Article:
The blind form is the calmer, more peaceful sibling. It prefers to swim alone unless they are breeding. They use highly developed lateral lines along their body to detect movement. The blind form also has an increased olfactory bulb size which increases the fish’s sense of smell.
Mexican Tetra Care
Mexican Tetras prefer warmer waters with temperatures between 68 and 77 degrees Fahrenheit. The tank pH level should be between 6.5 and 8.0.
Mexican Tetras need to be in a 20-gallon tank or larger and 3 or more tetras per tank is recommended. They grow to be around 3 or 4 inches long.
Mexican Tetra Food & Diet
The Mexican Tetra is an adaptable fish. In the wild, their diet varies depending on their location, but they prefer to be mostly carnivorous. Their diet consists of eating crustaceans, insects, annelids, and other smaller fish. In captivity, and if they have no other option in the wild, these fish will become omnivorous. They will eat commercial flake food. They will munch on supplements of live or frozen foods, insect larvae, or algae wafers too.
The Blind Cave Tetra will probably take more time getting to the food than the other fish. Add some foods that sink to ensure they have enough to eat.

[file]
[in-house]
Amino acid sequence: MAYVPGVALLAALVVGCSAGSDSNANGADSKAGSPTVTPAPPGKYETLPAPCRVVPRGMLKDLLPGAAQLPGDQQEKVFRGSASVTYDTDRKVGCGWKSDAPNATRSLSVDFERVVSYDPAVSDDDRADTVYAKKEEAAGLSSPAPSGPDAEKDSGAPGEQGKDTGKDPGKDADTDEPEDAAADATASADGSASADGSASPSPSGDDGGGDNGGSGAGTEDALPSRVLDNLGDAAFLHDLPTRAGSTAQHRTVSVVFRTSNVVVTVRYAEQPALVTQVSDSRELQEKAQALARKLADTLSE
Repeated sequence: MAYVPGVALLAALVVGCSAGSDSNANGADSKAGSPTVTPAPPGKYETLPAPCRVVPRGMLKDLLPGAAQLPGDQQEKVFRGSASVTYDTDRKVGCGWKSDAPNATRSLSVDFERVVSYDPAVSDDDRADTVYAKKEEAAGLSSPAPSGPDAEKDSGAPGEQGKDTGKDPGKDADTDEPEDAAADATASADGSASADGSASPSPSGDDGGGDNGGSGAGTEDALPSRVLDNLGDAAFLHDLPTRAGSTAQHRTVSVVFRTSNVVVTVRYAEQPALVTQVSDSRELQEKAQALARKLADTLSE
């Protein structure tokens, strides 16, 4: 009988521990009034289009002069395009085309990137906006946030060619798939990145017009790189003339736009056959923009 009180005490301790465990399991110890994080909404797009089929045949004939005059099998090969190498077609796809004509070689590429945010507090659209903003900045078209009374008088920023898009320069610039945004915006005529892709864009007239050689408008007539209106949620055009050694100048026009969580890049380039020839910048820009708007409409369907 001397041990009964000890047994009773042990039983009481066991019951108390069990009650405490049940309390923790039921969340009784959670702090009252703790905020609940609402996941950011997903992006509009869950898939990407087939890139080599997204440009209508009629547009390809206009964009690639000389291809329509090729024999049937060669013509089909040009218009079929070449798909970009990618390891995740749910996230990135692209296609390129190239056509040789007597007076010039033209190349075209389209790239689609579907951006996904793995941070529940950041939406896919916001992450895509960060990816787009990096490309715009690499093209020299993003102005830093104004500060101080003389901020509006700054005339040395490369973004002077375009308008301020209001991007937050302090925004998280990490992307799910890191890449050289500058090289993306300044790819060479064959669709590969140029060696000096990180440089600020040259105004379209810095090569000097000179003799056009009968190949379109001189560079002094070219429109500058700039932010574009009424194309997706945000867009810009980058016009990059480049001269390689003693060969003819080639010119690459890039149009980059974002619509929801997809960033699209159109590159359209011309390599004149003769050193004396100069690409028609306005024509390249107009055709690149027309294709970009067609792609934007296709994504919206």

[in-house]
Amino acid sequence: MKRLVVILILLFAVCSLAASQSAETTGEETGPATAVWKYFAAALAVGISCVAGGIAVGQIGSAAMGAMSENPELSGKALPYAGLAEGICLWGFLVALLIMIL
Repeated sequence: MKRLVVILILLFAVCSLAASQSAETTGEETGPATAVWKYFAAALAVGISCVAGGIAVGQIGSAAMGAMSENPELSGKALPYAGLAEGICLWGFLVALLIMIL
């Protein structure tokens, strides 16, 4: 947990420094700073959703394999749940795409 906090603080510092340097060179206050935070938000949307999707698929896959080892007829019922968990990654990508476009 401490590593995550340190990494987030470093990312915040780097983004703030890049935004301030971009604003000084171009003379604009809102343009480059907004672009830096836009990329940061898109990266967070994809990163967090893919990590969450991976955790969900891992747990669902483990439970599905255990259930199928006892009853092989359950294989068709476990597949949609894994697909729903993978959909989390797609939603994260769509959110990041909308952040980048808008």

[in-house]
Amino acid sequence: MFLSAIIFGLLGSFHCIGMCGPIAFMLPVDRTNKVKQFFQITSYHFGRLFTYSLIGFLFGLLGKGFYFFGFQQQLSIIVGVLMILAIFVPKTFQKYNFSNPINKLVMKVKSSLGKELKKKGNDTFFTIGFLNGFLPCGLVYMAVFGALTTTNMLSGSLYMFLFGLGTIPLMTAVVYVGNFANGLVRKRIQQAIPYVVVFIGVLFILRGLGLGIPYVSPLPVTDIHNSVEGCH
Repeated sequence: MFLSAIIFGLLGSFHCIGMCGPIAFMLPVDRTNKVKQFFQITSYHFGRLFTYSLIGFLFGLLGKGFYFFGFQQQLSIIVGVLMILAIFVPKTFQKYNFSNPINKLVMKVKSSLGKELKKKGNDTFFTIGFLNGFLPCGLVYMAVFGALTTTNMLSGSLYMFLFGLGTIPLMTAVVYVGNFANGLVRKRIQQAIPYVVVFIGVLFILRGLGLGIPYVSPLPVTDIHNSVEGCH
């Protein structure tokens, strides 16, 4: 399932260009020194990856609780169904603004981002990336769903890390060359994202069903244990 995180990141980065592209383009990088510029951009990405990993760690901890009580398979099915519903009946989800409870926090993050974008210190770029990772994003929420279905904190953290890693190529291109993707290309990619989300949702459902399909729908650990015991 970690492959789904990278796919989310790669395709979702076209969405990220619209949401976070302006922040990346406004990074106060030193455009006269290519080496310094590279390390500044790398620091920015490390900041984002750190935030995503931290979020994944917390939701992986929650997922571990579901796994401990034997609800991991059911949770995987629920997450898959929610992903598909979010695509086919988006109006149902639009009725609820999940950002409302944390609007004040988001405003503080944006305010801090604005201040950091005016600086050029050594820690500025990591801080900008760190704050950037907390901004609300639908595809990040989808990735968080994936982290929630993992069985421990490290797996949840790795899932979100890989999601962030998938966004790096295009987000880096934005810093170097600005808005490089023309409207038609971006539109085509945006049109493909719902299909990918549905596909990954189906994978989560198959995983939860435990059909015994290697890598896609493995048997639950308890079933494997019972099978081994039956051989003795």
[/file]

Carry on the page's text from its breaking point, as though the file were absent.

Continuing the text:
Mexican Tetra Lifespan
Mexican Tetra will live for 3 to 5 years in captivity with proper care. In the wild, they will only live about 2 years.
Mexican Tetra Tank Setup
A dark sand or gravel substrate with a cave or shelter will help the Mexican Tetra settle into a new tank. The Mexican Tetra will not harm plants in the tank, any plants that thrive in those water conditions are good to go.
These fish can be a little shy when they first get into a new tank. Once they figure out the space they will swim around without any problems. They can usually be caught hanging out in the middle of the tank.